Mischievous Maritime Art
In DEATH TO THE LIVING, Long Live Trash, Brooklyn-based artist Duke Riley uses plastic collected from beaches and waterways of the northeastern United States to tell a story of local pollution and global marine devastation. Riley’s contemporary interpretations of historical maritime crafts—including scrimshaw, sailors’ valentines, and fishing lures—confront the catastrophic effect that single-use plastics have had on the environment. On view at the Brooklyn Museum in New York City, the works are presented alongside a selection of historical scrimshaw in the museum’s seventeenth- and eighteenth-century Dutch settler period rooms, directly connecting environmental injustices past and present.
Riley replaces scrimshaw’s traditional medium—whalebone and walrus tusks—with discarded plastic containers and other found objects collected from waterways. The works incorporate the maritime imagery traditional to scrimshaw and expand it by replacing portraits of sea captains with depictions of international business executives that the artist identifies as responsible for the perpetuation of single-use plastics.
Also on view are Riley’s fishing lures and sailors’ valentines—originally a nineteenth-century nautical souvenir made of shells—created with cigarette butts, flossers, tampon applicators, bottle caps, and other detritus found on New York streets and waterfronts. The exhibition juxtaposes Riley’s art made from corporation-driven pollution with several of his new short films that highlight New York community members working to remediate plastic damage and restore waterways.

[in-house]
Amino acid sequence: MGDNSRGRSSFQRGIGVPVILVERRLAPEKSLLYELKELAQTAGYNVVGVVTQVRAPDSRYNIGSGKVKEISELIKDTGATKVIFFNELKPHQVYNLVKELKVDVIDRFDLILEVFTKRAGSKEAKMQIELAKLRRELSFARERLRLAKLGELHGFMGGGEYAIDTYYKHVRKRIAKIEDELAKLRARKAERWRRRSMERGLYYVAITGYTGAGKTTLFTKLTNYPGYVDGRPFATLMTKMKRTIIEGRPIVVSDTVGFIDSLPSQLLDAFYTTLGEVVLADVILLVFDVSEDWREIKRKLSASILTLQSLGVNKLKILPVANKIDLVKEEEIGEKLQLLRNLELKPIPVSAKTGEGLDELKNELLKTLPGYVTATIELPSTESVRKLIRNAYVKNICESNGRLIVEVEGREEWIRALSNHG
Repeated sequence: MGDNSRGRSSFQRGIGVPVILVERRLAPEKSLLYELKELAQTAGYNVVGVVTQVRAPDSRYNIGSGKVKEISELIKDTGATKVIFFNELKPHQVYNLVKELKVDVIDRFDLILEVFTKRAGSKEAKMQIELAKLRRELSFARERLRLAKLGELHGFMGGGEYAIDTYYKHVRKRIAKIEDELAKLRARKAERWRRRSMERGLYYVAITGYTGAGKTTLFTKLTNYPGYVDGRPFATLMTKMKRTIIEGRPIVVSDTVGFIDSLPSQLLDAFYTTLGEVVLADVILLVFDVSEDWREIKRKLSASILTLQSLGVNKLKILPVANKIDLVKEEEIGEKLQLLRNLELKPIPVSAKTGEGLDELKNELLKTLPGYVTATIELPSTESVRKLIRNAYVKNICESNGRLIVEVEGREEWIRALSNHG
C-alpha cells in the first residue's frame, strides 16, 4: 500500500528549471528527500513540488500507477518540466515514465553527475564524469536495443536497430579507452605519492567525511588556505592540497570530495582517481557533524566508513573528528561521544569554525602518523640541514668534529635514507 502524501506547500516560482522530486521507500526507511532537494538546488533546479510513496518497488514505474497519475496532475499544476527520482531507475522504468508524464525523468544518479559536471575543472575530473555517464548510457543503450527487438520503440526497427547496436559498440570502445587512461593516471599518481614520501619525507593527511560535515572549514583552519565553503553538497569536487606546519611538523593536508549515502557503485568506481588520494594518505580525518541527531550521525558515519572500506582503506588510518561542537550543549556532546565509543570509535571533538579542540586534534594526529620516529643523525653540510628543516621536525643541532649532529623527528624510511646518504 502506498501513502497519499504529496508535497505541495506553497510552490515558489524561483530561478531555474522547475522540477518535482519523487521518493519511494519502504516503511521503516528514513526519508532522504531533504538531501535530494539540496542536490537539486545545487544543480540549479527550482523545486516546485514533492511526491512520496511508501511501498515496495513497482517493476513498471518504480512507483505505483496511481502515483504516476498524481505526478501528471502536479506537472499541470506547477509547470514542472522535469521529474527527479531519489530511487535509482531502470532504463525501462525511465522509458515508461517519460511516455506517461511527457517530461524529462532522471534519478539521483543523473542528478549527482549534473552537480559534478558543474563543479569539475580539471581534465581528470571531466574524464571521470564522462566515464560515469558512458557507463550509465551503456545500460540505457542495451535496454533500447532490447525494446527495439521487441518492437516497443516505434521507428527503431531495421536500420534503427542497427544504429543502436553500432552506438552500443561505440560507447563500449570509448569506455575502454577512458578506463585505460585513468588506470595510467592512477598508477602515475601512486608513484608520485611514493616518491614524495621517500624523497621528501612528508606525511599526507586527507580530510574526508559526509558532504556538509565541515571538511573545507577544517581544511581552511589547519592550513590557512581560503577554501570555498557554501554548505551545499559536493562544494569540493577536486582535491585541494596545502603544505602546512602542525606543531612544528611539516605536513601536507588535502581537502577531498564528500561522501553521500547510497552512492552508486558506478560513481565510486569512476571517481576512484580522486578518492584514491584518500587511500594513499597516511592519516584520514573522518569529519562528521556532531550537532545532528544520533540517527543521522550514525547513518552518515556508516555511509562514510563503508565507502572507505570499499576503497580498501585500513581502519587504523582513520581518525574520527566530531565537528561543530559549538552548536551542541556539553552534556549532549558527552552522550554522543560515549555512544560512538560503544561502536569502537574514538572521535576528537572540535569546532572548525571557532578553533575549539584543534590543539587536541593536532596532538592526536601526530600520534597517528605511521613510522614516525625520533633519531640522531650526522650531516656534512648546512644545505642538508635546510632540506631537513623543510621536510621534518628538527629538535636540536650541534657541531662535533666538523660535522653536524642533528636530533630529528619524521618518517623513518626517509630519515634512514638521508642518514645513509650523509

Born in Boston, Riley is fascinated by maritime history and life around urban waterways. Known for his mischievous streak, Riley works in a wide variety of media—mosaic, illustration, sculpture, film, and performance—to address tensions between individual and collective behavior and draw attention to sociopolitical and environmental issues.